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Wallpaper Design by Otto Eckmann

Illustration: Otto Eckmann. Wallpaper design, c1899

Otto Eckmann can be counted as one of the most interesting and diverse designers of his period. When he took up a second career in design at the end of 1894, he put a symbolic end to his first career as a fine art painter by auctioning off his entire collection of work, so as to start anew and fresh as a decorative artist.

Eckmann was involved in the design work of textiles and in particular embroidery and tugs, ceramics, metal, furniture, wallpaper and graphics. It is with wallpaper design that we are concerned with in this particular article. All of the wallpapers featured here were produced by Eckmann in around 1899. They are a stunning display of an individual's approach to wallpaper design and shows that Eckmann was neither overly influenced nor cowed or intimidated by the long history and traditions of the wallpaper industry, particularly by an individual who was approaching commercial design from a fine art background.

Illustration: Otto Eckmann. Wallpaper design, c1899

It could be said that it was actually Eckmann's artistic experience that gave him a particular edge over some of his rivals. It was the individual approach to both styling and composition that made his work appealing for both its novelty and its decorative potential. It was this external attitude that often produced work by artists and designers that stood out when they approached another and relatively unfamiliar discipline, achieving results of unexpected and unusual directions. However, this was not always the case and there were some spectacularly dire results of cross-discipline experiments. These failed ventures have proved to be of a serial nature and have dogged the decorative arts world down to our own contemporary era, mostly in the form of celebrity design launches.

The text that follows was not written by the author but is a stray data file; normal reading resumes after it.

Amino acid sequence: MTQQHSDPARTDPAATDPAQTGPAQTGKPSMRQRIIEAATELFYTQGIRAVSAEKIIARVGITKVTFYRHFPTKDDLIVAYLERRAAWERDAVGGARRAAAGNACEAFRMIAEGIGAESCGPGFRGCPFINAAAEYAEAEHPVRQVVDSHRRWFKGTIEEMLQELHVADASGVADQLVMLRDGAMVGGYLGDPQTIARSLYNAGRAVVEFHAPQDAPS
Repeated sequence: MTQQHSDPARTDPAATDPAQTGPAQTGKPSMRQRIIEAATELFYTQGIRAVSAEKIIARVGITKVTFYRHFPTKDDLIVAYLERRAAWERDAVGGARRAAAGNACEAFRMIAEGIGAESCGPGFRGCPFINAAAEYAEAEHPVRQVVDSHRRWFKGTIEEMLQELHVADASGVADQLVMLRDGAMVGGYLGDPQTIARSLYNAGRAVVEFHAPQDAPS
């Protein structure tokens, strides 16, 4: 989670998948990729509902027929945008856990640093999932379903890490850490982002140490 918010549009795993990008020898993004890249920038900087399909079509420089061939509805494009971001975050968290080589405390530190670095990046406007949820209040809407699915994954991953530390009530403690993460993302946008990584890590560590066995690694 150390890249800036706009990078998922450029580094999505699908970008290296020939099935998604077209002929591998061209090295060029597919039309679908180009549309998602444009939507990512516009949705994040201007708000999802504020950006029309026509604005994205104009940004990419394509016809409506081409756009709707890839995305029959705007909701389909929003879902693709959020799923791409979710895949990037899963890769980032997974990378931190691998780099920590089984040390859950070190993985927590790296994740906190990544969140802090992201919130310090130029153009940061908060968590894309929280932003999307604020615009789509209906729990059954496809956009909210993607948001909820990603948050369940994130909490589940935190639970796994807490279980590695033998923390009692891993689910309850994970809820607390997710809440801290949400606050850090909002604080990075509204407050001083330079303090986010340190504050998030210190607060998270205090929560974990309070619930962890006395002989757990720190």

Illustration: Otto Eckmann. Wallpaper design, c1899

Eckmann himself was not of this ilk and the wallpaper design work that he produced from the 1890s until his death in 1902 at the incredibly early age of thirty seven, show a clear definition of his approach to the decorative arts. It has been said by many that the artist turned designer was heavily influenced by the Japanese artistic and decorative format, and while this is true to a certain extent, it can only ever be classed as one thread of the creative work of Eckmann, not the only one.

It is the graphic work produced during the last years of his life that tended to influence the rest of his work through the various disciplines. This is an interesting development as many of the decorative arts had come to rely on the defined graphic quality of flat design. This came to be particularly true at the end of the nineteenth century when considering the textile and wallpaper disciplines for example. A number of illustrators and graphic artists became involved in wallpaper design at the turn of the century and there was a relatively busy and productive cross-pollination of ideas and theories that was to include the whole world of poster art, text, book illustration and wallpaper design.

Illustration: Otto Eckmann. Margueriten wallpaper design, c1899

It was this fruitful period that coincided with the general European Art Nouveau movement, known more specifically in Germany as the Jugendstil of which Eckmann became one of the leading lights. It was with the help of the individual styling of Eckmann's work along with that of others in Germany, that the Jugendstil made its own unique contribution to that of Art Nouveau, often countering to a certain extent, the inbuilt and often overly conscious flamboyance of the French and Belgian versions of the movement.

As with so many scenarios of the early death of a talented individual, it would have been interesting to have known how Eckmann had he lived past 1902, would have affected and influenced not only the dynamics of German decorative arts under the Jugendstil, but much further a field towards that of German Modernism. How his own personal career would have faired during the first and most important half of the twentieth century, we will never know.

Illustration: Otto Eckmann. Self Portrait

Reference links:
Modern Style: Jugendstil/Art Nouveau 1899-1905
Jugendstil, Graphik und Druckkunst
Art nouveau in Munich: Masters of Jugendstil from the Stadtmuseum, Munich, and other public and private collections
Jugendstil Art Nouveau
Ornament und Illustration um 1900: Handbuch fur Bild- und Textdokumente bekannter und unbekannter Kunstler aus der Zeit des Jugendstil (Asthetik der Alltagswelt) (German Edition)

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